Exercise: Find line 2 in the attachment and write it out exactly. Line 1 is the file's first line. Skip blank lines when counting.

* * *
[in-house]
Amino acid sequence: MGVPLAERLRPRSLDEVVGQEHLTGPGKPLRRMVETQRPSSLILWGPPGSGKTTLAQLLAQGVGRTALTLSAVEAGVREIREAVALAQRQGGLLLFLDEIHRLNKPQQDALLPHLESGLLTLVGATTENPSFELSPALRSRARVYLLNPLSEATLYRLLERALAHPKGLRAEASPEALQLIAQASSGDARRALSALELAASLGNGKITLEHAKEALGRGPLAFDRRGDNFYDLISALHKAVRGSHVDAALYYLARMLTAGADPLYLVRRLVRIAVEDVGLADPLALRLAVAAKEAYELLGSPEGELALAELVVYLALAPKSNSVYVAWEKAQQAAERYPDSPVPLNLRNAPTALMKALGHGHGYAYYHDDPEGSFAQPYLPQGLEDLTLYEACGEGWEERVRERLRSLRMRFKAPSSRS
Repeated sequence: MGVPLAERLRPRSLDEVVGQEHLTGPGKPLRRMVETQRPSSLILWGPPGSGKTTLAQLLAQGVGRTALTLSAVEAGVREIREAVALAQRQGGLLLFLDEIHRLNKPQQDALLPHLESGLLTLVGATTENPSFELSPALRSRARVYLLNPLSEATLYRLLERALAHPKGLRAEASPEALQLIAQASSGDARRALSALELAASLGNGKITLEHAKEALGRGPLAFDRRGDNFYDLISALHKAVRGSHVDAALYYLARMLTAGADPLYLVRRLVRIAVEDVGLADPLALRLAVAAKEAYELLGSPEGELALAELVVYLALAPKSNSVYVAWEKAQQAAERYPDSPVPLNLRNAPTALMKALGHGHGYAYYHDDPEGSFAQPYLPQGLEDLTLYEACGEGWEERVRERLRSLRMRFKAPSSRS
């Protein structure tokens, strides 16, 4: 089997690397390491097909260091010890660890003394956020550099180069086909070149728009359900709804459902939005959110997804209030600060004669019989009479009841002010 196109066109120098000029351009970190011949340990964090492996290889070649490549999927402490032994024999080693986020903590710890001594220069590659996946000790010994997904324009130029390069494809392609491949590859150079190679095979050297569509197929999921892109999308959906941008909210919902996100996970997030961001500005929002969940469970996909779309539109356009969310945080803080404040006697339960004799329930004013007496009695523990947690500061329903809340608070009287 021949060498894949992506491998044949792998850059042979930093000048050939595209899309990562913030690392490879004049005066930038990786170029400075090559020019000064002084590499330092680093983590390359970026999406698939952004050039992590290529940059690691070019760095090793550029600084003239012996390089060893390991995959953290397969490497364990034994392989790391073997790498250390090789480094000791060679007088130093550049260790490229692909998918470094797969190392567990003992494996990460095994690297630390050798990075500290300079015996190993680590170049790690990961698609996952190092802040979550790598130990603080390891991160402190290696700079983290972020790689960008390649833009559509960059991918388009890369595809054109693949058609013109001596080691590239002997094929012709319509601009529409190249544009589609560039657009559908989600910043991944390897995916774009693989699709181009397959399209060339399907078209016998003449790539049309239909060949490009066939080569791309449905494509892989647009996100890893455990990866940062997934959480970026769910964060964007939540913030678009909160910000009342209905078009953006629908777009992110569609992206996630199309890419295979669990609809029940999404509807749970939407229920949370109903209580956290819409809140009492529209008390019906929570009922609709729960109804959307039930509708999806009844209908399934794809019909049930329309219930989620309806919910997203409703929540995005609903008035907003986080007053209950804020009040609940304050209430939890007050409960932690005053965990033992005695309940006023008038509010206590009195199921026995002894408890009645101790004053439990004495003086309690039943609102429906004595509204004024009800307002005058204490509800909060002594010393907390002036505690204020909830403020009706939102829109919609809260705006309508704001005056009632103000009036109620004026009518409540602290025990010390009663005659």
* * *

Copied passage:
Amino acid sequence: MGVPLAERLRPRSLDEVVGQEHLTGPGKPLRRMVETQRPSSLILWGPPGSGKTTLAQLLAQGVGRTALTLSAVEAGVREIREAVALAQRQGGLLLFLDEIHRLNKPQQDALLPHLESGLLTLVGATTENPSFELSPALRSRARVYLLNPLSEATLYRLLERALAHPKGLRAEASPEALQLIAQASSGDARRALSALELAASLGNGKITLEHAKEALGRGPLAFDRRGDNFYDLISALHKAVRGSHVDAALYYLARMLTAGADPLYLVRRLVRIAVEDVGLADPLALRLAVAAKEAYELLGSPEGELALAELVVYLALAPKSNSVYVAWEKAQQAAERYPDSPVPLNLRNAPTALMKALGHGHGYAYYHDDPEGSFAQPYLPQGLEDLTLYEACGEGWEERVRERLRSLRMRFKAPSSRS